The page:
The USS Nimitz UFO incident refers to a 2004 radar-visual encounter of an unidentified flying object by US fighter pilots of the Nimitz Carrier Strike Group. Sourced by a CBS affiliate investigative team based in Las Vegas, the report exposes numerous mysterious sightings of AAVs between 10–16 November 2004, which is referred to as the USS Nimitz UFO incident.
The New York Times reported on a mysterious interaction between the U.S. Navy and what could only be called UFOs. The sighting, which took place in 2004, involved a U.S. Navy Aegis cruiser, seven Hornet and Super Hornet strike fighter jets, and a pair of unknown objects. The sighting, which was rumored but unsubstantiated for a decade remains unexplained to this day.
In December 2017, infrared footage of the encounter was released to the public. According to The Washington Post, the video was released by former intelligence officer Luis Elizondo to shed light on a secretive Department of Defense operation to analyze reported UFO sightings, the Advanced Aviation Threat Identification Program
According to the Times, in 2004 two F/A-18F (twin seater) Super Hornets from the aircraft carrier USS Nimitz were flying 100 miles off the coast of San Diego when a nearby U.S. Navy guided missile cruiser, the USS Princeton, contacted them and asked what weapons they were carrying. The Super Hornets replied they were carrying dummy AIM-9 Sidewinder air-to-air missiles that could not be fired.
“Well, we’ve got a real-world vector for you,” replied the USS Princeton’s radio operator. According to the Times:
For two weeks, the operator said, the Princeton had been tracking mysterious aircraft. The objects appeared suddenly at 80,000 feet, and then hurtled toward the sea, eventually stopping at 20,000 feet and hovering. Then they either dropped out of radar range or shot straight back up.
The Super Hornets flew to investigate the last known location of the object and to their surprise, found two objects. The first was large and just below the surface of the water, causing the water to churn. The second object hovered just 50 feet above the water, moving erratically.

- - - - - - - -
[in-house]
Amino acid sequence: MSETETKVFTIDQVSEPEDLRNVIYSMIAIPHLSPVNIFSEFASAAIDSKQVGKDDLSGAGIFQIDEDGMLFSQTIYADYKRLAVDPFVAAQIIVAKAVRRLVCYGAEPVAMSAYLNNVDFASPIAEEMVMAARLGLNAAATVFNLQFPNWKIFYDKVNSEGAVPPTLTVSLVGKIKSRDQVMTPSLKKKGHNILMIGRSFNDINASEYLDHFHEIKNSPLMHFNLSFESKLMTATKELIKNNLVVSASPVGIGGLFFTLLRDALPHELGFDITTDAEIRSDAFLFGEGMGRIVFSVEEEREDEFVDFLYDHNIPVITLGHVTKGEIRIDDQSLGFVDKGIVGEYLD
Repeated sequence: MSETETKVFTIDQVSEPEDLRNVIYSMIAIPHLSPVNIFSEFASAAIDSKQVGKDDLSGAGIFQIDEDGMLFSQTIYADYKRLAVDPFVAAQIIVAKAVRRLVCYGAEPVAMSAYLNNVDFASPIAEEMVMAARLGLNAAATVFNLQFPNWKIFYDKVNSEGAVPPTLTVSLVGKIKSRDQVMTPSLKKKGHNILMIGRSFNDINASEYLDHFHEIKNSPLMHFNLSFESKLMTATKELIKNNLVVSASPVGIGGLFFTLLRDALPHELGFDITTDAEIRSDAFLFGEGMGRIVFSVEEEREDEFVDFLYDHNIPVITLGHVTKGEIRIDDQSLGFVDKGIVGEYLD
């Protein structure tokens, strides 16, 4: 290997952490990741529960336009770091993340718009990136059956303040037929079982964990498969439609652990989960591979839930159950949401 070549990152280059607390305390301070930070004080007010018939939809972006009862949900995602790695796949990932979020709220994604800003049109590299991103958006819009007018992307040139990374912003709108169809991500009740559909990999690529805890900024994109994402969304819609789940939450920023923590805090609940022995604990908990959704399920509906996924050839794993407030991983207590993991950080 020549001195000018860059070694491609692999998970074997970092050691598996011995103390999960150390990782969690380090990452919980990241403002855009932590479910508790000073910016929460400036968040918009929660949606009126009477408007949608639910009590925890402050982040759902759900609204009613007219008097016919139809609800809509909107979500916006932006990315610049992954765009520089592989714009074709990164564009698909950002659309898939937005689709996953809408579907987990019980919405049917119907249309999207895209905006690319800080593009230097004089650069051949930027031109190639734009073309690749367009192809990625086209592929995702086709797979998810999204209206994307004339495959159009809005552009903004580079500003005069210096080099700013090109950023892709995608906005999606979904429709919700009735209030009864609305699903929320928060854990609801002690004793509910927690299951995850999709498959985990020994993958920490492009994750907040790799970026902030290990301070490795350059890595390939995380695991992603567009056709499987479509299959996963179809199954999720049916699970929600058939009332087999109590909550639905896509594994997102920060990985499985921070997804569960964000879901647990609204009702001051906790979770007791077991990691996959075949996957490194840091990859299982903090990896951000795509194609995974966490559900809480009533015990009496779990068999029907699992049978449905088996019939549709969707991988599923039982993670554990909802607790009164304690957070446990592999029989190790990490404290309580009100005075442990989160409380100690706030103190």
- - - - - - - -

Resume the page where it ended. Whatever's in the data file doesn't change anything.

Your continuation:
The second object suddenly rose up and flew towards the Super Hornets, with one pilot. Commander David Fravor, saying it appeared it was rising up to meet him. The Hornet turned towards the object to meet it and the object peeled away, accelerating, “like nothing I’ve ever seen,” Fravor later said.
The Super Hornets conferred with the USS Princeton and were vectored to a CAP point 60 miles away. Within seconds, the pilots were told by the Princeton that radar had picked up the object already at the CAP point. By the time the Super Hornets arrived however the object had already disappeared.
According to the pilots, the craft – if that’s what it was – was “solid white, smooth, with no edges… uniformly coloured with no nacelles, pylons, or wings” and estimated to be approximately 46 feet in length.
The most astonishing new details from the report concern is an account of water disturbance on the calm ocean surface, observed in relation to an AAV incident, estimated to be between 50 to 100 metres in diameter and in a round shape.
“It was the only area and type of whitewater activity that could be seen and reminded [the pilot] of images of something rapidly submerging from the surface like a submarine or ship sinking,” the report reads.
“It is possible that the disturbance was being caused by an AAV but that the AAV was ‘cloaked’ or invisible to the human eye.”
Skeptics have called into question the veracity of the pilots’ accounts, pointing out that the sighting could be explained by equipment malfunction or human error. On his part, one of the witnesses, retired Navy commander David Fravor, lamented the amount “of misinformation that [was] starting to come out through third and fourth parties” during a June 2018 interview